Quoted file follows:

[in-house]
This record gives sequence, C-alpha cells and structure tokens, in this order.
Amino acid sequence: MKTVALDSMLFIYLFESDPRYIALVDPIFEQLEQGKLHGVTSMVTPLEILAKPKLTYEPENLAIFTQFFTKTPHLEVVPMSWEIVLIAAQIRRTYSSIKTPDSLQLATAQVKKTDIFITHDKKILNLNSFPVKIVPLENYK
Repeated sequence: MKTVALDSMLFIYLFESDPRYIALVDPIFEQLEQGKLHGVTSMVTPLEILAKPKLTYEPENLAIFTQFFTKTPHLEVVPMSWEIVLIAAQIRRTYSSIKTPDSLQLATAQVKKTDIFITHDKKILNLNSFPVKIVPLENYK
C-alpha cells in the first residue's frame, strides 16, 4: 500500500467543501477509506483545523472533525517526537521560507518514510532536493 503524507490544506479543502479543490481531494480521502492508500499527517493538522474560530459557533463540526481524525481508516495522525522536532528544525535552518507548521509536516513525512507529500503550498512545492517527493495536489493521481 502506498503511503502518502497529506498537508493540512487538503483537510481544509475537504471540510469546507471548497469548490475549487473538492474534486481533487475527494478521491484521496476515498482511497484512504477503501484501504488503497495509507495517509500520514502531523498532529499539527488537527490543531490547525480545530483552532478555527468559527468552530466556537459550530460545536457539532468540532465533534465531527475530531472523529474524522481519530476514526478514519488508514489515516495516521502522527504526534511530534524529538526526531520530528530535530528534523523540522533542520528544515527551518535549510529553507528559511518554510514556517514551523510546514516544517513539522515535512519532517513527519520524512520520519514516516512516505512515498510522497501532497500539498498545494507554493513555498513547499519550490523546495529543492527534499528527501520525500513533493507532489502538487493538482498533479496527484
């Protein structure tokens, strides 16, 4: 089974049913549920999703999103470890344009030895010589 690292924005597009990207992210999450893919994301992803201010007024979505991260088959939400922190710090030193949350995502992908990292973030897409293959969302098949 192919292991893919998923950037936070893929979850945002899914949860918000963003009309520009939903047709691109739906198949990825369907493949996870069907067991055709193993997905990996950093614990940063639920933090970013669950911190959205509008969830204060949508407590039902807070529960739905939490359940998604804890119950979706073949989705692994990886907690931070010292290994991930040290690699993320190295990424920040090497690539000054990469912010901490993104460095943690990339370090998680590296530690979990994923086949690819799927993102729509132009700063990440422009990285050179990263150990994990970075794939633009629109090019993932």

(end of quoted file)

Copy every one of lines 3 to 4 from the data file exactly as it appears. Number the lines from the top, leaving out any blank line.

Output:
Amino acid sequence: MKTVALDSMLFIYLFESDPRYIALVDPIFEQLEQGKLHGVTSMVTPLEILAKPKLTYEPENLAIFTQFFTKTPHLEVVPMSWEIVLIAAQIRRTYSSIKTPDSLQLATAQVKKTDIFITHDKKILNLNSFPVKIVPLENYK
Repeated sequence: MKTVALDSMLFIYLFESDPRYIALVDPIFEQLEQGKLHGVTSMVTPLEILAKPKLTYEPENLAIFTQFFTKTPHLEVVPMSWEIVLIAAQIRRTYSSIKTPDSLQLATAQVKKTDIFITHDKKILNLNSFPVKIVPLENYK